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Five years in, Franken’s style wins over skeptical Senate

Washington -- At first, Al Franken couldn't stop talking about the porridge. "I loved it. I can't eat it anymore. I OD'd on it," Franken quipped as visitors noshed recently on Mahnomin porridge, made with Minnesota wild rice, during one of his we...

Sen. Al Franken holds a “Minnesota Breakfast” that Franken holds each week the Senate is in session, where tourists and visitors can have breakfast and listen to Franken, like this group did Wed., May 14, 2014 outside his office. Credit: Brett Neely/MPR News

Washington -- At first, Al Franken couldn't stop talking about the porridge.

"I loved it. I can't eat it anymore. I OD'd on it," Franken quipped as visitors noshed recently on Mahnomin porridge, made with Minnesota wild rice, during one of his weekly Capitol Hill constituent breakfasts.

Franken's food commentary, though, quickly gave way to policy talk. He explained to the visiting Minnesotans what he was working on, took questions and then stood for photos with anybody who wanted one.

It was a picture of a perfectly ordinary senator, an image Franken has worked hard to maintain since he took office in 2009. It may also be an extended response to the charges in his first campaign that the former actor and comedian was not really serious about politics and lacked the qualifications for Congress.

Saturday, Democrats at their state convention in Duluth will endorse Franken for a second term in the U.S. Senate, a job he won by just 312 votes in 2008 after a six month recount and legal battle. Five years after taking office, Franken is confident his record will win him another term.


"I think the people of Minnesota have gotten to know me and know that I'm serious and know that I work hard," he said. "I think that's something they were skeptical about six years ago, and I guess had a reason to be. 'Comedian' was thrown around a lot. I think it's different this time."

It's not just Minnesotans Franken has had to convince.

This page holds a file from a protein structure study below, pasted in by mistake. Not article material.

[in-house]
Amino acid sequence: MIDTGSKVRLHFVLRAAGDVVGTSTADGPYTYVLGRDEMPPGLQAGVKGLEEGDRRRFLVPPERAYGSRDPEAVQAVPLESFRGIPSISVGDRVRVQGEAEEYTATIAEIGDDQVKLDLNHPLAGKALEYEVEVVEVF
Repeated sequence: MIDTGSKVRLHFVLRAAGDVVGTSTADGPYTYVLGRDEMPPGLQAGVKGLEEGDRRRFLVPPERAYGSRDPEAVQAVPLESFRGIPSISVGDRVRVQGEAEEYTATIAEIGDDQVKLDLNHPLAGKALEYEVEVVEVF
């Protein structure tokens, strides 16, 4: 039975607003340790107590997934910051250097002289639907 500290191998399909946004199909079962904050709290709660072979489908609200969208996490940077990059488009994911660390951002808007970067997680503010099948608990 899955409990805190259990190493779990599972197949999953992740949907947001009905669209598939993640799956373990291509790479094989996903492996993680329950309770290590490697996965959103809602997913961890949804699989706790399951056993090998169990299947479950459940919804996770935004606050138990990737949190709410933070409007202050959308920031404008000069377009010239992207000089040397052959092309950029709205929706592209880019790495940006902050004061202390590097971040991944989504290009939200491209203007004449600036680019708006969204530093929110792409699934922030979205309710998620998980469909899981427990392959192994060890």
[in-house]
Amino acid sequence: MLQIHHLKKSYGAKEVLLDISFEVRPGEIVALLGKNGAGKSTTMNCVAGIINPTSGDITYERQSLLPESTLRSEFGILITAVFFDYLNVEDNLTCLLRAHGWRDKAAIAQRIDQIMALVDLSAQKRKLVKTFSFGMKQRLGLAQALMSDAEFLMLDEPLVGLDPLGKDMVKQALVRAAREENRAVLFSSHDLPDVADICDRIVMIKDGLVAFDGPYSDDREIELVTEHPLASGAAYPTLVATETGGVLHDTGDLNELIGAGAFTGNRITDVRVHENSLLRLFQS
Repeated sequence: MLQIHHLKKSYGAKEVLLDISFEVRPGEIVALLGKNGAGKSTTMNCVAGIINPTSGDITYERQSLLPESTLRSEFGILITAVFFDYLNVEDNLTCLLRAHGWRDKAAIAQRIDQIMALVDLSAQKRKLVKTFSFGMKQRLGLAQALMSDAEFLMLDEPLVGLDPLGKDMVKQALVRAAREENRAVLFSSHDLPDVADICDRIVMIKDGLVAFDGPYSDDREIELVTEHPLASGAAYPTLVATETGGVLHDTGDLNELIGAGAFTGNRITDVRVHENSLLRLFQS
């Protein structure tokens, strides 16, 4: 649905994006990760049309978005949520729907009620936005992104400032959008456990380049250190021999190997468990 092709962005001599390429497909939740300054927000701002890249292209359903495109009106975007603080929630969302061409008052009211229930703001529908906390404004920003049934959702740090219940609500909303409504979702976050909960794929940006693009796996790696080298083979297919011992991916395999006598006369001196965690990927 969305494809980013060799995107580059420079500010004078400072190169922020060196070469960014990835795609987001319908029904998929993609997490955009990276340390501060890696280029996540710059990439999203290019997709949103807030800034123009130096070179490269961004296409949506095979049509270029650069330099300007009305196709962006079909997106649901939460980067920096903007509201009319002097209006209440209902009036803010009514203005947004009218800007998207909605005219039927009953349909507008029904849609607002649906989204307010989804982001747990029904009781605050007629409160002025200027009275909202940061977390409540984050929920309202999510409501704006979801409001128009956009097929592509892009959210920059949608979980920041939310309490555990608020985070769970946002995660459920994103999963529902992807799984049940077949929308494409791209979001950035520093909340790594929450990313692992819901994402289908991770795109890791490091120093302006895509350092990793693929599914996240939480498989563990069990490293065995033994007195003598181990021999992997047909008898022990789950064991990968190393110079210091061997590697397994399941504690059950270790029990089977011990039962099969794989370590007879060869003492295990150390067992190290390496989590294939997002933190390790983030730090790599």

Perhaps more than most new senators, Franken has had to prove himself to fellow lawmakers. But he's won over one of the Senate's most curmudgeonly members, Iowa Republican Chuck Grassley, with whom Franken serves on the Senate Judiciary Committee.

"I know that he came to the Senate with the allegation of being a comedian," Grassley said. "I don't mean that to denigrate it as an allegation, but he was a comedian. But I can say that I think he's worked hard to show that he's a serious legislator."

One way he's won over lawmakers such as Grassley is by being prepared, said Norm Ornstein, a congressional scholar at the American Enterprise Institute.

"He doesn't just read the testimony," said Ornstein. "He insists on looking at the footnotes and then going to the original sources."

Franken has developed close personal and working relationships with senators from both parties, and that's led to policy victories the past few years, said Ornstein, who's been friends with Franken for 25 years.

Among those victories: tougher rules on credit ratings agencies and a provision in the Affordable Care Act that ensures health insurance companies spend 85 percent of the premiums they receive on providing care.


It's not just lawmakers Franken has sought to win over.

He's aggressively courted representatives of many of Minnesota's major industries.